The deal making begins weeks before the celebrities touch down in Park City, Utah, a pop-up center of the universe for the culture industry during the ten-day run of the 2013 Sundance Film Festival. Open Road Films buys the Steve Jobs biopic jOBS, starring Ashton Kutcher as the Apple co-founder, long before audiences clap, yawn, or both at its Sundance Closing Weekend premiere. Other movies including Mud, starring Matthew McConaughey, and No, featuring Gael García Bernal, also arrive with deals intact. The pre-fest deals, as well as decisions by filmmakers from former Nirvana drummer and Foo Fighters frontman Dave Grohl (Sound City) to Shane Carruth (Upstream Color) to take on a DIY release model, lead to an inevitable question: with the ability to build communities of fans and supporters 24/7 on digital platforms, are the time, energy, and money spent getting in and getting to Sundance still necessary?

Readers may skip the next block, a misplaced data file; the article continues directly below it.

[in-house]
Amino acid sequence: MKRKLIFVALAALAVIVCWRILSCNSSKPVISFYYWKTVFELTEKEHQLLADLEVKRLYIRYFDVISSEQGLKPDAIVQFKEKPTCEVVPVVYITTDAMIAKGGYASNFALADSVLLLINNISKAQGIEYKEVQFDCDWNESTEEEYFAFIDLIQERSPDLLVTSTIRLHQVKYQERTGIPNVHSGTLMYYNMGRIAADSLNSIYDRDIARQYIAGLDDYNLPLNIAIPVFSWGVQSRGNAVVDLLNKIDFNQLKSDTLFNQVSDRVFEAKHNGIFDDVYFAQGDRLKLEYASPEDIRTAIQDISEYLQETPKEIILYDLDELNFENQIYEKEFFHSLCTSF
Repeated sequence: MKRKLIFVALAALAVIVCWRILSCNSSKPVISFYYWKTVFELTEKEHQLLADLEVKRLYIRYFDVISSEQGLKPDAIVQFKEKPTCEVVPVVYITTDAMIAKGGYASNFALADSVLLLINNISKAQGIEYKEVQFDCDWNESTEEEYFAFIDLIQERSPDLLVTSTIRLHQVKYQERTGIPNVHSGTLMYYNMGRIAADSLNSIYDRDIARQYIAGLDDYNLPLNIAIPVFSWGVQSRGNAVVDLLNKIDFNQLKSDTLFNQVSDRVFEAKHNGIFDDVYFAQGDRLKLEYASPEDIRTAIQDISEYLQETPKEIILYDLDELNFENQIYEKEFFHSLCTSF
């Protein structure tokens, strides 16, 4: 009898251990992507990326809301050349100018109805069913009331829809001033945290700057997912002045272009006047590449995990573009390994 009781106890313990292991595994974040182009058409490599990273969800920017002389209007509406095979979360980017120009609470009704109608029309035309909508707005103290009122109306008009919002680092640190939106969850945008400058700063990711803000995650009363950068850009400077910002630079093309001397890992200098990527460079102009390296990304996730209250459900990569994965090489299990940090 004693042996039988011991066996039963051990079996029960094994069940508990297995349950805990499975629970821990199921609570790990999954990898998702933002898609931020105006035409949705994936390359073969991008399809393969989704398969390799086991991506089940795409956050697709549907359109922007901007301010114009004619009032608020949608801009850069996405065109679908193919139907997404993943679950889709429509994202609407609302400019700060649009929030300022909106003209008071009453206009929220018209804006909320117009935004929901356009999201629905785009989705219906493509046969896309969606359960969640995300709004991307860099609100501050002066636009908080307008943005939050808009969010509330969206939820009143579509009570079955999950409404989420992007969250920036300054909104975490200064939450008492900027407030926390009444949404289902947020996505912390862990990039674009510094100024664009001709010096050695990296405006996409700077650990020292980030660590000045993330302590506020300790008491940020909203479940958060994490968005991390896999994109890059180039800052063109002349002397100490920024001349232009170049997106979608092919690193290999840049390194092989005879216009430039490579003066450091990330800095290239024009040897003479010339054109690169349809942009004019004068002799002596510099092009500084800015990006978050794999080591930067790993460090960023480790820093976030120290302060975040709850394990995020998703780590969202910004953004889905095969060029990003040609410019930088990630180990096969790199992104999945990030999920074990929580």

PARK CITY, Utah — Behind the shopping plaza location of the press-and-industry screening hub known as the Holiday Village Cinemas and tucked behind the celebrity favorite restaurant Blind Dog stands Park City’s shuttered Anderson’s Lumberyard. Recently remade by local businessman Mark Fisher as a music venue called The Yard, the sprawling warehouses turn into the trans-media exhibition space New Frontier The Yard for the 10-day Sundance Film Festival.
Today, we received the following email response to our request for comment from Alison Klayman, the filmmaker behind the award-winning documentary.
“Ai Weiwei: Never Sorry” was award the US Documentary Special Jury Prize for Spirit of Defiance at the 2012 Sundance Film Festival and the audience flipped the filmmaker off.